The School Reform Commission (SRC), who were put in place to oversee schools in the area which have suffered from low exam scores due to factors including underfunding in the system, has chosen to implement cuts of $54 million to teachers’ contracts to offset the underfunding, leaving them stripped of rights to free health insurance and a subsequent cut to their monthly salary of up to $150.

The Philadelphian Federation of Teachers (PFT), led by

Democracy in Donetsk?

Published on: Wed, 15/10/2014 - 11:11
Author

Dale Street

The Central Election Commission (CEC) of the "Donetsk People’s Republic" (DPR) has published a list of the organisations which will not be allowed to participate in the DPR elections on 2 November.

Pavel Gubarev’s "Novorossiya" is among those excluded, although Gubarev is the former "People’s Governor of Donetsk Region" and a regular of Moscow’s television studios.

According to Roman Lyagin, head of the CEC:

"Novorossiya has not held a conference. They say that they have, but they have failed to inform us about it. Now it is too late to do anything about it, as the final date for submitting

Yes means yes

Published on: Wed, 15/10/2014 - 11:08
Author

Charlotte Zalens

California has become the first state in the US to have “yes means yes” consent legislation.

The legislation, which was passed at the end of September, applies to all post-secondary schools and is a result of a drive across America to tackle sexual assault on campuses. California State University and the University of California both already have similar legislation, as have most Ivy League universities in the US.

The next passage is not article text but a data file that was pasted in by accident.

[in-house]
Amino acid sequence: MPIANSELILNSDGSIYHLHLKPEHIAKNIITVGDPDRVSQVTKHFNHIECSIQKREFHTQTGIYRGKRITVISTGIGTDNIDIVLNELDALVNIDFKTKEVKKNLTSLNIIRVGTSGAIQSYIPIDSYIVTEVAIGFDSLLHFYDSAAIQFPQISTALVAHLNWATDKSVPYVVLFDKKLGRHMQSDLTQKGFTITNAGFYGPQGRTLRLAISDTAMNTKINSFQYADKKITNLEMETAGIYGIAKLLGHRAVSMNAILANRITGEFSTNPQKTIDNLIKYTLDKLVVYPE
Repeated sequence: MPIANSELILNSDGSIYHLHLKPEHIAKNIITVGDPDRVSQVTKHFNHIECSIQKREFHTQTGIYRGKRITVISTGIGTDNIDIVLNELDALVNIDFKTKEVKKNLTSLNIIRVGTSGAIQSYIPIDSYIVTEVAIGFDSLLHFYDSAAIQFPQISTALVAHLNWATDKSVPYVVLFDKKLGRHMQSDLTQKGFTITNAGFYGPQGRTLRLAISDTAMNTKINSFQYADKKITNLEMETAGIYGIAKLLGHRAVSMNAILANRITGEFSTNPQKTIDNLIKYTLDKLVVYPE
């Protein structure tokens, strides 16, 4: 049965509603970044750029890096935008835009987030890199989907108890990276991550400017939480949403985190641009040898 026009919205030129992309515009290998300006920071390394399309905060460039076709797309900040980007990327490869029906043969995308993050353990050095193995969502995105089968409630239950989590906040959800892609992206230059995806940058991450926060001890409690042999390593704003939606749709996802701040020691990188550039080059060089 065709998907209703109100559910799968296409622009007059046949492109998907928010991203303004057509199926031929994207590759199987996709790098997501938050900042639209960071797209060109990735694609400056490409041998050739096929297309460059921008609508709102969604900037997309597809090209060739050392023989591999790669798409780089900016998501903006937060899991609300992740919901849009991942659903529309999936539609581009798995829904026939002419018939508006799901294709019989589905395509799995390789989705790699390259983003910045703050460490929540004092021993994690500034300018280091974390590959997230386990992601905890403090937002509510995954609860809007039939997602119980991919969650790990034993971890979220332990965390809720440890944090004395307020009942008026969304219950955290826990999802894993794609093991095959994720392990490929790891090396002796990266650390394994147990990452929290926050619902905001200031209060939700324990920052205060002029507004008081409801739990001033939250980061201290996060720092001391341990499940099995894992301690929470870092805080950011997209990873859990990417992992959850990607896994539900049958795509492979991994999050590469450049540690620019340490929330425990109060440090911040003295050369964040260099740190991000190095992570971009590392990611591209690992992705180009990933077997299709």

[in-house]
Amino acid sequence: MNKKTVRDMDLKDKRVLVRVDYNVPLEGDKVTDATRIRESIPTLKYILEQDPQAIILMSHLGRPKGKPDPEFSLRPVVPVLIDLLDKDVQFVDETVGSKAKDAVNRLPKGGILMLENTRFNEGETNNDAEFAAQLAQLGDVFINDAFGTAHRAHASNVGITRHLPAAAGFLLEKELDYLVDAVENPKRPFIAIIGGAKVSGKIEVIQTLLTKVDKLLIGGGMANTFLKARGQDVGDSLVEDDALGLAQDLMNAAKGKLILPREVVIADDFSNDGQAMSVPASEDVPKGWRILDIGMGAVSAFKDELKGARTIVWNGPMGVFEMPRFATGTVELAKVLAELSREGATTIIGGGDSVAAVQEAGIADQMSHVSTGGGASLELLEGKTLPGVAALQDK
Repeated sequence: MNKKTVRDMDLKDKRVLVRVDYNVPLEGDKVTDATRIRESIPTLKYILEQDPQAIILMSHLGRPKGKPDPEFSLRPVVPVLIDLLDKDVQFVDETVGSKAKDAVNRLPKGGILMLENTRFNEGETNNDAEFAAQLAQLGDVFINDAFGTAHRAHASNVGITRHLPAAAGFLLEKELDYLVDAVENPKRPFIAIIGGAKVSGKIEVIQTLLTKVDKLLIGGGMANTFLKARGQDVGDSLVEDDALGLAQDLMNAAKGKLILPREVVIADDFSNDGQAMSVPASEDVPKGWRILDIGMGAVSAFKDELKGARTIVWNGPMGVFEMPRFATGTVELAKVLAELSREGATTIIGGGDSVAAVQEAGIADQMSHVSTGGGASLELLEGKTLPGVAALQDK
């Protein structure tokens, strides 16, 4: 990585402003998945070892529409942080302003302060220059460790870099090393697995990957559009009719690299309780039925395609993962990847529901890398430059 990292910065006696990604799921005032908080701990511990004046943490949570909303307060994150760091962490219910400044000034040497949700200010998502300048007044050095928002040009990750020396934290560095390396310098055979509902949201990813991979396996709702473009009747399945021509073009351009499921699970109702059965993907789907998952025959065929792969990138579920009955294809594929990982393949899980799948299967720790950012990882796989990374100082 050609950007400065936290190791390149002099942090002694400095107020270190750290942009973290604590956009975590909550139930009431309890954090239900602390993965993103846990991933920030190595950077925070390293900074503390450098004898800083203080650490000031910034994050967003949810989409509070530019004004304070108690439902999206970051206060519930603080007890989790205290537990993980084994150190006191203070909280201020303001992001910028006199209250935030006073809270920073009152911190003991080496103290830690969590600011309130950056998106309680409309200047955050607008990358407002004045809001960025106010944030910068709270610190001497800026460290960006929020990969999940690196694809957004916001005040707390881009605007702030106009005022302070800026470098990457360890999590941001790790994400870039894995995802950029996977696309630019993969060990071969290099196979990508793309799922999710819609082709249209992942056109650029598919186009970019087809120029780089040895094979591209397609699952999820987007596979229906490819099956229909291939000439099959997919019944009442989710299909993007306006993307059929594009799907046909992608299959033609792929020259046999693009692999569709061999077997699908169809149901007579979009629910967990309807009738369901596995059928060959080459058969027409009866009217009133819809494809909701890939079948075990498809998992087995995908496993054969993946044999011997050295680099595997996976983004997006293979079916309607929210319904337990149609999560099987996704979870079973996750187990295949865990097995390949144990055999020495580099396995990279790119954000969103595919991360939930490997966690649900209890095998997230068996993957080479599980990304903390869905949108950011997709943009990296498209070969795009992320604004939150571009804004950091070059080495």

The legislation defines consent as “an affirmative, conscious and voluntary agreement to engage in sexual activity”, rather than just a lack of resistance. Under the bill, someone

"It is the Kurdish people fighting, but this is a much bigger issue": interview with Roza Salih

Published on: Wed, 15/10/2014 - 11:06

Roza Salih, who is Vice President Diversity & Advocacy at University of Strathclyde Students' Association in Glasgow and NUS Scotland's International Students' Officer, has been organising protests in solidarity with the Kurdish struggle. She spoke to Solidarity.

This battle is now focused on Kobane, but it is a much bigger issue, bigger than Kurdistan. If Kobane falls “Islamic State” will increase their power and strength; the war will escalate; there will be more battles and massacres. It is the Kurdish people fighting now, but this an issue for the entire international community. If we can

Bosses get 21% rise

Published on: Wed, 15/10/2014 - 10:58
Author

Matt Cooper

Despite much sound and fury over government regulations on the reporting and control of executive pay announced in 2012, bosses’ pay continues to run ahead of workers’.

The median pay of directors of big companies (FTSE 100) is now £2,433,000; of chief executives, £3,344,000. Last year, so a report from Income Data Services shows, they got a 21% rise: median salary increased by 2.5%, bonuses by 12%, and incentive payments in the form of shares by 44%.

Bosses in Media, Marketing and Leisure have their snouts particularly deep in the trough, with average earnings of nearly £7 million a year.

This website uses cookies, you can find out more and set your preferences here.
By continuing to use this website, you agree to our Privacy Policy and Terms & Conditions.